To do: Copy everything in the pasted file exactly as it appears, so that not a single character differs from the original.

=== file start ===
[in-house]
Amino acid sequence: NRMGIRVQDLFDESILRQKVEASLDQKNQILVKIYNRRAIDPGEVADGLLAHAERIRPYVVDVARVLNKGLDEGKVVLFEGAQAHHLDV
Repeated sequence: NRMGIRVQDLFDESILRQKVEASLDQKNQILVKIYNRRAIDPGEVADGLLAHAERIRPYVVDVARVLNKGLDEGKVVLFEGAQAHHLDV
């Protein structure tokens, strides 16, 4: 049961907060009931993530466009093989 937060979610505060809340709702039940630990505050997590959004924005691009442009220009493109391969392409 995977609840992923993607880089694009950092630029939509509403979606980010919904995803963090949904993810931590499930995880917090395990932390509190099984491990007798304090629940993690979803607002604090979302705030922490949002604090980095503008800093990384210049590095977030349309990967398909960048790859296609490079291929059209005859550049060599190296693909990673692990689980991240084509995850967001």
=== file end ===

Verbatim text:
[in-house]
Amino acid sequence: NRMGIRVQDLFDESILRQKVEASLDQKNQILVKIYNRRAIDPGEVADGLLAHAERIRPYVVDVARVLNKGLDEGKVVLFEGAQAHHLDV
Repeated sequence: NRMGIRVQDLFDESILRQKVEASLDQKNQILVKIYNRRAIDPGEVADGLLAHAERIRPYVVDVARVLNKGLDEGKVVLFEGAQAHHLDV
């Protein structure tokens, strides 16, 4: 049961907060009931993530466009093989 937060979610505060809340709702039940630990505050997590959004924005691009442009220009493109391969392409 995977609840992923993607880089694009950092630029939509509403979606980010919904995803963090949904993810931590499930995880917090395990932390509190099984491990007798304090629940993690979803607002604090979302705030922490949002604090980095503008800093990384210049590095977030349309990967398909960048790859296609490079291929059209005859550049060599190296693909990673692990689980991240084509995850967001």